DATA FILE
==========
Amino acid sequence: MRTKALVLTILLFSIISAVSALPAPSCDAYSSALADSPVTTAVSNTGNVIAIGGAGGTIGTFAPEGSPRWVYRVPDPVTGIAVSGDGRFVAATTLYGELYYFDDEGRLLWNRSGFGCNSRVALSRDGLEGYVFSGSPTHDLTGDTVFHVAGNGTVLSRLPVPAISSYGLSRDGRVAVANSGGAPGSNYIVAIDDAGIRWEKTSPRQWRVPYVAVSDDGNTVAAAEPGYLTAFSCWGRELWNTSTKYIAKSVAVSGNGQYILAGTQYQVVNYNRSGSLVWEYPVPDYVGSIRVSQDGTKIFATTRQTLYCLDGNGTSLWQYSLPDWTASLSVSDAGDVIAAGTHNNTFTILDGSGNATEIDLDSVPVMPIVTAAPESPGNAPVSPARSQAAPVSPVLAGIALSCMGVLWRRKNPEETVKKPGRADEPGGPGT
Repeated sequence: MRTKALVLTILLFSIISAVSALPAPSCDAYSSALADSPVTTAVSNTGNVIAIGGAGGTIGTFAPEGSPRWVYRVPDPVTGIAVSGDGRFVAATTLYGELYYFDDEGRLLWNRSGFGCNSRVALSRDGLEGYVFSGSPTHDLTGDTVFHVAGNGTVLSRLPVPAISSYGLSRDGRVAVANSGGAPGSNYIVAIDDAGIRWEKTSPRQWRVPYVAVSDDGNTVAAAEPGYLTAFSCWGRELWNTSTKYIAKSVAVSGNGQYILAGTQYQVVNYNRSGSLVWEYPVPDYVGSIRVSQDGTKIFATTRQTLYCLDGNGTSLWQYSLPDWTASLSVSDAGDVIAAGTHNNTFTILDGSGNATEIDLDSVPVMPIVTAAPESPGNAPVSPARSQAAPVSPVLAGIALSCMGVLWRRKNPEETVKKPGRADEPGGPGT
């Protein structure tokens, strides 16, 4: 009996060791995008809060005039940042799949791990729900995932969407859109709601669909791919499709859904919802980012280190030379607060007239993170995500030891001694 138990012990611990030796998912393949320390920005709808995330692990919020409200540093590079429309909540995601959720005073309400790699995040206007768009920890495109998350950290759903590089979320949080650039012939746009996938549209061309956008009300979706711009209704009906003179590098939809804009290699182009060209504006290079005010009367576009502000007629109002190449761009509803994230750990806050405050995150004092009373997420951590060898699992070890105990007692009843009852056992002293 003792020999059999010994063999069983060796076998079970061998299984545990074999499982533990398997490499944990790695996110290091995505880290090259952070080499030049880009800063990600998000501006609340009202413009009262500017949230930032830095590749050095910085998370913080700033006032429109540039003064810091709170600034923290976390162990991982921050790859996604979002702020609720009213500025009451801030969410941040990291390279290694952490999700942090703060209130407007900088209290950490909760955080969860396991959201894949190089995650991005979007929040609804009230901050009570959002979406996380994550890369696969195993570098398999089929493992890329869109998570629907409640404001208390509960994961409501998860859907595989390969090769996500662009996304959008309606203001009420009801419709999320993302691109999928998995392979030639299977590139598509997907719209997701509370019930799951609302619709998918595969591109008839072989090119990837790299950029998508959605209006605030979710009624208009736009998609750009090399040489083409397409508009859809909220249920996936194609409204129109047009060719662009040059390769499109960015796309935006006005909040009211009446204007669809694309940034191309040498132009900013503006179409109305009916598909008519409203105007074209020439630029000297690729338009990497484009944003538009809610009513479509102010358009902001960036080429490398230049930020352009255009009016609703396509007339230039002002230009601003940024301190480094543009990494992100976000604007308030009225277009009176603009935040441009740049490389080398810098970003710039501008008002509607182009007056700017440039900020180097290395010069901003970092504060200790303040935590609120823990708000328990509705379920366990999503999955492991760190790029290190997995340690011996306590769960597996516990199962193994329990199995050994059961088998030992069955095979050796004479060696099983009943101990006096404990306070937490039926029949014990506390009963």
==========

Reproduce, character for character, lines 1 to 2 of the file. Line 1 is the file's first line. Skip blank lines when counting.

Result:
Amino acid sequence: MRTKALVLTILLFSIISAVSALPAPSCDAYSSALADSPVTTAVSNTGNVIAIGGAGGTIGTFAPEGSPRWVYRVPDPVTGIAVSGDGRFVAATTLYGELYYFDDEGRLLWNRSGFGCNSRVALSRDGLEGYVFSGSPTHDLTGDTVFHVAGNGTVLSRLPVPAISSYGLSRDGRVAVANSGGAPGSNYIVAIDDAGIRWEKTSPRQWRVPYVAVSDDGNTVAAAEPGYLTAFSCWGRELWNTSTKYIAKSVAVSGNGQYILAGTQYQVVNYNRSGSLVWEYPVPDYVGSIRVSQDGTKIFATTRQTLYCLDGNGTSLWQYSLPDWTASLSVSDAGDVIAAGTHNNTFTILDGSGNATEIDLDSVPVMPIVTAAPESPGNAPVSPARSQAAPVSPVLAGIALSCMGVLWRRKNPEETVKKPGRADEPGGPGT
Repeated sequence: MRTKALVLTILLFSIISAVSALPAPSCDAYSSALADSPVTTAVSNTGNVIAIGGAGGTIGTFAPEGSPRWVYRVPDPVTGIAVSGDGRFVAATTLYGELYYFDDEGRLLWNRSGFGCNSRVALSRDGLEGYVFSGSPTHDLTGDTVFHVAGNGTVLSRLPVPAISSYGLSRDGRVAVANSGGAPGSNYIVAIDDAGIRWEKTSPRQWRVPYVAVSDDGNTVAAAEPGYLTAFSCWGRELWNTSTKYIAKSVAVSGNGQYILAGTQYQVVNYNRSGSLVWEYPVPDYVGSIRVSQDGTKIFATTRQTLYCLDGNGTSLWQYSLPDWTASLSVSDAGDVIAAGTHNNTFTILDGSGNATEIDLDSVPVMPIVTAAPESPGNAPVSPARSQAAPVSPVLAGIALSCMGVLWRRKNPEETVKKPGRADEPGGPGT